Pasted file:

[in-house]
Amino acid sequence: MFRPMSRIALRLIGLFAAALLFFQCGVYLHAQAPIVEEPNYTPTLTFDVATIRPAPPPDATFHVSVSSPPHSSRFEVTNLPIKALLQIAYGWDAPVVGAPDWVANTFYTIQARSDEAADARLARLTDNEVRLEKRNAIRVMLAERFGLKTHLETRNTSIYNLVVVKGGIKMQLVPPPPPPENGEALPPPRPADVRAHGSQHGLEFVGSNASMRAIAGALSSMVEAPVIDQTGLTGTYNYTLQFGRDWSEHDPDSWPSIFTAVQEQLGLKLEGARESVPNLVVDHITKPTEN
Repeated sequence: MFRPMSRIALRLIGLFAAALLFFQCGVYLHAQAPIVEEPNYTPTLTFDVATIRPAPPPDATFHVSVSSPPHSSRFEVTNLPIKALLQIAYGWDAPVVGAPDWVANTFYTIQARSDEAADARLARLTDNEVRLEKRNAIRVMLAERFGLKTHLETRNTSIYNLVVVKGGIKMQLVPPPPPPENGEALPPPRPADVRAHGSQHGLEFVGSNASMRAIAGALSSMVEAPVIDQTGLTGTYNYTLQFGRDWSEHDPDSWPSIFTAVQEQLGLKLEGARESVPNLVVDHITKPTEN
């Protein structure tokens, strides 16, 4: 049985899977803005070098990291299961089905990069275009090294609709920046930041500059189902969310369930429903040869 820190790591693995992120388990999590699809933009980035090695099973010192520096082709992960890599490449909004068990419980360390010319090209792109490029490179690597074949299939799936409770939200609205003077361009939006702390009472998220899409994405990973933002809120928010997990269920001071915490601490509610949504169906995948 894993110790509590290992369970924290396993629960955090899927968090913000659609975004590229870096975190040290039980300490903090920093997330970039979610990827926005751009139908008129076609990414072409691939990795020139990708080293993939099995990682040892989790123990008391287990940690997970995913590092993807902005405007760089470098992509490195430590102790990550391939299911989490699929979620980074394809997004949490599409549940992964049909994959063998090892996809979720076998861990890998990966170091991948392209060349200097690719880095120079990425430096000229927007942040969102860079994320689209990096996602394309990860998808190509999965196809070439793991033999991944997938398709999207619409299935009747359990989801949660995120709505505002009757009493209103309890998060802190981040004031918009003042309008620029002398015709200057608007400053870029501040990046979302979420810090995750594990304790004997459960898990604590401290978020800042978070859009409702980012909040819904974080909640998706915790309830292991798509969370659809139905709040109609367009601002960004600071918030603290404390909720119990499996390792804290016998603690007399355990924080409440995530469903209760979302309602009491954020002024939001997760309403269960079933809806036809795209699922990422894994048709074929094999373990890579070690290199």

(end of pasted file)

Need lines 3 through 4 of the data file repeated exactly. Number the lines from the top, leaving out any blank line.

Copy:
Repeated sequence: MFRPMSRIALRLIGLFAAALLFFQCGVYLHAQAPIVEEPNYTPTLTFDVATIRPAPPPDATFHVSVSSPPHSSRFEVTNLPIKALLQIAYGWDAPVVGAPDWVANTFYTIQARSDEAADARLARLTDNEVRLEKRNAIRVMLAERFGLKTHLETRNTSIYNLVVVKGGIKMQLVPPPPPPENGEALPPPRPADVRAHGSQHGLEFVGSNASMRAIAGALSSMVEAPVIDQTGLTGTYNYTLQFGRDWSEHDPDSWPSIFTAVQEQLGLKLEGARESVPNLVVDHITKPTEN
């Protein structure tokens, strides 16, 4: 049985899977803005070098990291299961089905990069275009090294609709920046930041500059189902969310369930429903040869 820190790591693995992120388990999590699809933009980035090695099973010192520096082709992960890599490449909004068990419980360390010319090209792109490029490179690597074949299939799936409770939200609205003077361009939006702390009472998220899409994405990973933002809120928010997990269920001071915490601490509610949504169906995948 894993110790509590290992369970924290396993629960955090899927968090913000659609975004590229870096975190040290039980300490903090920093997330970039979610990827926005751009139908008129076609990414072409691939990795020139990708080293993939099995990682040892989790123990008391287990940690997970995913590092993807902005405007760089470098992509490195430590102790990550391939299911989490699929979620980074394809997004949490599409549940992964049909994959063998090892996809979720076998861990890998990966170091991948392209060349200097690719880095120079990425430096000229927007942040969102860079994320689209990096996602394309990860998808190509999965196809070439793991033999991944997938398709999207619409299935009747359990989801949660995120709505505002009757009493209103309890998060802190981040004031918009003042309008620029002398015709200057608007400053870029501040990046979302979420810090995750594990304790004997459960898990604590401290978020800042978070859009409702980012909040819904974080909640998706915790309830292991798509969370659809139905709040109609367009601002960004600071918030603290404390909720119990499996390792804290016998603690007399355990924080409440995530469903209760979302309602009491954020002024939001997760309403269960079933809806036809795209699922990422894994048709074929094999373990890579070690290199």